Scroll Top

Weekend Reads 14

top stories of the week

This Week’s Stories: media, tech, small biz, and culture

By Jeff Howland

The leaked New York Times innovation report is one of the key documents of this media age

by Joshua Benton, Nieman Journalism Lab

There are few things that can galvanize the news world’s attention like a change in leadership atop The New York Times. Jill Abramson’s ouster this week probably reduced American newsroom productivity enough to skew this quarter’s GDP numbers. It’s an astonishing look inside the cultural change still needed in the shift to digital — even in one of the world’s greatest newsrooms. Read it.

‘West Wing’ Uncensored: A Look Back at the Early Years, Long Hours, Contract Battles, and the Reason for Those Departures

by Lacey Rose, Michael O’Connell, Marc Bernardin, The Hollywood Reporter

Sidney Poitier was the first choice for president; Bill Clinton was a fan; and Sorkin and Tommy Schlamme created a show “about democracy run by a couple of Kim Jong-ils”: an oral history of the heady, liberal, poli-sci fantasy, 15 years after NBC greenlighted it.

The Goat Must Be Fed: Why Digital Tools are Missing in Most Newsrooms

by Mark Stencel, Bill Adair, Prashanth Kamalakanthan, Duke Reporters’ Lab

Many U.S. newsrooms are not taking advantage of the emerging low-cost digital tools that enable journalists to report and present their work in innovative ways. Editors and producers cling to familiar methods and practices even when they know better, more engaging digital alternatives are available, often for free.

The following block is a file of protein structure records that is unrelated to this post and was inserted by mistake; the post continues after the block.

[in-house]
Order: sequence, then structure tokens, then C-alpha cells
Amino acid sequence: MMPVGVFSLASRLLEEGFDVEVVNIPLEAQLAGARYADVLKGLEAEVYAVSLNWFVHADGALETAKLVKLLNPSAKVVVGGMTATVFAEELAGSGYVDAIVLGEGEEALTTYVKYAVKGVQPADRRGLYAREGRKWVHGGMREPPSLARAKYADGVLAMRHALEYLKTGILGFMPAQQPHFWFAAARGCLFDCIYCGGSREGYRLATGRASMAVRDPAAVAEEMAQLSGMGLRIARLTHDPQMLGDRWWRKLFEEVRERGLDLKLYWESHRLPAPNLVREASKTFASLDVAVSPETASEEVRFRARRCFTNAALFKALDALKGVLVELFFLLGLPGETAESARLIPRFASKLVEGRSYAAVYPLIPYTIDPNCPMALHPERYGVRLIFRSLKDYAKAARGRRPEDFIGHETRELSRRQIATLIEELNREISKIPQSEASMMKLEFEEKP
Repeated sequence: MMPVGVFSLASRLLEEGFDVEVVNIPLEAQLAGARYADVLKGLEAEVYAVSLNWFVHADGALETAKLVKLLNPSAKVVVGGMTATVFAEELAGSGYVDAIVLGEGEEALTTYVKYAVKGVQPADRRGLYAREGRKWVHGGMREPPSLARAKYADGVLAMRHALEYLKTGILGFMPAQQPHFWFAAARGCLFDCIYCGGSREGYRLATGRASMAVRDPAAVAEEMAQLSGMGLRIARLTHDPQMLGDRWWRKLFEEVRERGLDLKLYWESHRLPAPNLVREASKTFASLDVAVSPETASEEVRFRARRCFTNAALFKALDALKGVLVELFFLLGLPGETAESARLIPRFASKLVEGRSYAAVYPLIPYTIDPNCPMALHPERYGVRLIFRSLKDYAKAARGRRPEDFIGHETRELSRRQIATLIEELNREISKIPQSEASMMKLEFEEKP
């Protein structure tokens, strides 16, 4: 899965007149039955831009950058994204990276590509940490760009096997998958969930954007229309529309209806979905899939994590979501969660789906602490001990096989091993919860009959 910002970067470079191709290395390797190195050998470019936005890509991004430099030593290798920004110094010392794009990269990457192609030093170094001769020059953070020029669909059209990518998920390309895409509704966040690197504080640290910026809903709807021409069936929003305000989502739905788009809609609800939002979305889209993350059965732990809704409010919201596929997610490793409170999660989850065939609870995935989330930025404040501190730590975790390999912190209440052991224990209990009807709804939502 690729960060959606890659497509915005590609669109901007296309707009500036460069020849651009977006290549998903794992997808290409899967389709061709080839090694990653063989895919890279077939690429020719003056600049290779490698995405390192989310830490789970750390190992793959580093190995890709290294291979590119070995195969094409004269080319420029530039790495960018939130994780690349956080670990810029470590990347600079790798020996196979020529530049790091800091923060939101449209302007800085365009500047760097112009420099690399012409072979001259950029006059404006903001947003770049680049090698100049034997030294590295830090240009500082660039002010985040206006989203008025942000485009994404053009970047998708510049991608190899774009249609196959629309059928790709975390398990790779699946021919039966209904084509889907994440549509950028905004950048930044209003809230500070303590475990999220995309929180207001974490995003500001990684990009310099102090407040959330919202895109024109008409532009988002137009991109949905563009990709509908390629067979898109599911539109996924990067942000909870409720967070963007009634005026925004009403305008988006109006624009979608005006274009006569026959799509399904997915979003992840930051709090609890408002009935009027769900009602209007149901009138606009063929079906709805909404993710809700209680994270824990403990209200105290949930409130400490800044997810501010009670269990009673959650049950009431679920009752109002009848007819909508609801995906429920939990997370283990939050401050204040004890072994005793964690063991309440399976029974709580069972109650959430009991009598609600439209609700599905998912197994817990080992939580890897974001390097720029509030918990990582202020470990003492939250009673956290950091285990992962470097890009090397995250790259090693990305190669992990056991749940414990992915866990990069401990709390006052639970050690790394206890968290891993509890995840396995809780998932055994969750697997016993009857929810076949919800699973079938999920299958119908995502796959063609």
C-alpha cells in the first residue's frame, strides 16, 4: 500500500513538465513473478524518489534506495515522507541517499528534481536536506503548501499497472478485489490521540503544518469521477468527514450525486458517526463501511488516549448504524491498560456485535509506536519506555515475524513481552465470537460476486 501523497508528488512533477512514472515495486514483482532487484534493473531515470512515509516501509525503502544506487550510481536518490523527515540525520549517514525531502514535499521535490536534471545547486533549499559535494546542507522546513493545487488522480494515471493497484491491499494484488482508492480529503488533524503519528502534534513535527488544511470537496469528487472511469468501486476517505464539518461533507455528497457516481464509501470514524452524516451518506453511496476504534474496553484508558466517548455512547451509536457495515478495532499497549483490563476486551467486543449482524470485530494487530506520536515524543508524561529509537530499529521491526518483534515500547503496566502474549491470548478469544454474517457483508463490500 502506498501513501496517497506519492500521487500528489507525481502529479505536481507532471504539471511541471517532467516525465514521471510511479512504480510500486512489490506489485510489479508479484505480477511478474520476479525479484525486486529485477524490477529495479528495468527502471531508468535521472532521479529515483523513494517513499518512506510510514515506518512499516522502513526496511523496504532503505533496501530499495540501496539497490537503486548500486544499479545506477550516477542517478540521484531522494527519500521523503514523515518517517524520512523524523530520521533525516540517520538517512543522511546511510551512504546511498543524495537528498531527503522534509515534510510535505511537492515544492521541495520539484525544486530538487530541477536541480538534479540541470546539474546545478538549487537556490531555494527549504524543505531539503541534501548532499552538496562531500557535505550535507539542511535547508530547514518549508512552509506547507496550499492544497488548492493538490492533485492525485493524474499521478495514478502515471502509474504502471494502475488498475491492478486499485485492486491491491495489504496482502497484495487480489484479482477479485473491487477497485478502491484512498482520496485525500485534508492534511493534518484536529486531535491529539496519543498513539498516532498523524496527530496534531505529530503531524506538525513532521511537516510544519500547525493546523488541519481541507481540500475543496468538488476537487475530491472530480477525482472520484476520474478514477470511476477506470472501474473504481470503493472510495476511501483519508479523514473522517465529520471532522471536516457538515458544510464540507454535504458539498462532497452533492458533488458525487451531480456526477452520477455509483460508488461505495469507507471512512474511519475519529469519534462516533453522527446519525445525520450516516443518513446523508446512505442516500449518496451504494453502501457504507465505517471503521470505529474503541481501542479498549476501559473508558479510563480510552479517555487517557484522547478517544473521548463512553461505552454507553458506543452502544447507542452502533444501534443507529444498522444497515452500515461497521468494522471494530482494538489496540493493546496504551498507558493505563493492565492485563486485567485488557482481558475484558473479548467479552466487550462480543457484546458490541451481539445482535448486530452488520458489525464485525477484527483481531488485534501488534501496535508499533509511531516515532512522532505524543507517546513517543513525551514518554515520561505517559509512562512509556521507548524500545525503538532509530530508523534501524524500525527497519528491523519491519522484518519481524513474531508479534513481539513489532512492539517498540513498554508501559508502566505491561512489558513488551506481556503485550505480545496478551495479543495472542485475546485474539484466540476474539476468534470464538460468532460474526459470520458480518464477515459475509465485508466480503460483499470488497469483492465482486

The Internet of Things Will Thrive by 2025

by Janna Anderson, Lee Rainie, Pew Research Internet Project

Many experts say the rise of embedded and wearable computing will bring the next revolution in digital technology. This report is the latest research report in a sustained effort throughout 2014 by the Pew Research Center Internet Project to mark the 25th anniversary of the creation of the World Wide Web by Sir Tim Berners-Lee.

Fifty Years of BASIC, the Programming Language That Made Computers Personal

by Harry McCracken, TIME

Invented by John G. Kemeny and Thomas E. Kurtz of Dartmouth College in Hanover, New Hampshire, BASIC was first successfully used to run programs on the school’s General Electric computer system 50 years ago. In the 1970s and early 1980s, when home computers came along, BASIC did as much as anything else to make them useful.


“The most sophisticated people I know – inside they are all children.”

Jim Henson died on this day in 1990

Interested in keeping up to date with the latest trends in social media? Contact Dream Local Digital today. 

Privacy Preferences
When you visit our website, it may store information through your browser from specific services, usually in form of cookies. Here you can change your privacy preferences. Please note that blocking some types of cookies may impact your experience on our website and the services we offer.